A cylindrical body having large and small diameter portions as shown in FIG. 3 and formed of the same low density polyethylene as that of Example 1 was subjected to electric discharge and UV treatments in the same manner as that in Example 1. The resulting coat was then tested (surface portions A, B and C as shown in FIG. 3) in the same manner as that in Example 1, giving the results shown in Table 3.
The procedure of Example 4 was repeated in the same manner as described except that the UV treatment was omitted. The results are summarized in Table 3.
TABLE 3______________________________________Adhesion Strength (%)Surface Example 4 Comparative Example 3______________________________________A 100 100B 100 100C 95 70______________________________________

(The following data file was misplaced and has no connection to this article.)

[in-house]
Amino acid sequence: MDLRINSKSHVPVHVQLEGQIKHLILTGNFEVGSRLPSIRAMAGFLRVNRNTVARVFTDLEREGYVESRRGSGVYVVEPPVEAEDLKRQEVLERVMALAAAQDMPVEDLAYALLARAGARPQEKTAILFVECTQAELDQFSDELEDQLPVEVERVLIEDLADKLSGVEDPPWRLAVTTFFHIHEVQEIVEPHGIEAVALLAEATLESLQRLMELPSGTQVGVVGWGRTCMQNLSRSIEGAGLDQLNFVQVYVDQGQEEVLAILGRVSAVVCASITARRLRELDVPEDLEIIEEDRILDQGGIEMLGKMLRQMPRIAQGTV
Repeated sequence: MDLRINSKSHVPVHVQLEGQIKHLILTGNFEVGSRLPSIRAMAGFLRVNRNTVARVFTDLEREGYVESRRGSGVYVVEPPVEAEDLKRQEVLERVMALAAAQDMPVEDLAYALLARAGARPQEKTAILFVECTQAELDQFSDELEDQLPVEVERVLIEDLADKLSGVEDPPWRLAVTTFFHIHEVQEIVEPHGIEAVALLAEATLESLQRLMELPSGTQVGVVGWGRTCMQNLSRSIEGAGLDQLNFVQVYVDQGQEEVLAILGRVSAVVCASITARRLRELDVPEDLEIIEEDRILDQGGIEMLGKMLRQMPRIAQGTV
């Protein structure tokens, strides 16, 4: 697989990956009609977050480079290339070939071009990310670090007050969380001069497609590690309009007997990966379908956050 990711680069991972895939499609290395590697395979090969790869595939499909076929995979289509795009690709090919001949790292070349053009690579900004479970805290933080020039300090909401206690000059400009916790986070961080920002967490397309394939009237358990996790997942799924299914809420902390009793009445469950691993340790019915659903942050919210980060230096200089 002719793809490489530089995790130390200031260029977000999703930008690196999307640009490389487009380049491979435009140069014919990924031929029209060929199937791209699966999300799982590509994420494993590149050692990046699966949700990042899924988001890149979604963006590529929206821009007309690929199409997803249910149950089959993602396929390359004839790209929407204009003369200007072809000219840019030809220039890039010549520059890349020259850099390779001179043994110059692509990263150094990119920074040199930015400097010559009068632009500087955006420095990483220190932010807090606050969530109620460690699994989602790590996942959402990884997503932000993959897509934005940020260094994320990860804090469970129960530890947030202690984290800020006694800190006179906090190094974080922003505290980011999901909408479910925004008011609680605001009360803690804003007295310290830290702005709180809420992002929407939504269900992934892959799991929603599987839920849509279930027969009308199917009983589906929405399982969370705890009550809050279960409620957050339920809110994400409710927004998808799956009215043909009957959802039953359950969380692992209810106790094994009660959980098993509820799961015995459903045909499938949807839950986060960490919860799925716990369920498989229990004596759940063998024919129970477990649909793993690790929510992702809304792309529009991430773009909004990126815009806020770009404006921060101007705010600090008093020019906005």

From the results shown in Tables 1-3 it will be seen that the spark discharge treatment is effective only to an inside surface of an open-ended tubular body (Comparative Example 3). An inside bottom of a shallow vessel (Comparative Example 1) and outer surfaces of cylindrical bodies (Comparative Examples 2 and 3) are not able to be activated satisfactorily by the spark discharge treatment. Especially, outer surface and inside bottom surface of a deep vessel (Comparative Example 2) are hardly activated by the spark discharge treatment. On the other hand, when the spark discharge treatment is preceded or followed by the UV treatment, any surface of a shaped body can be effectively activated.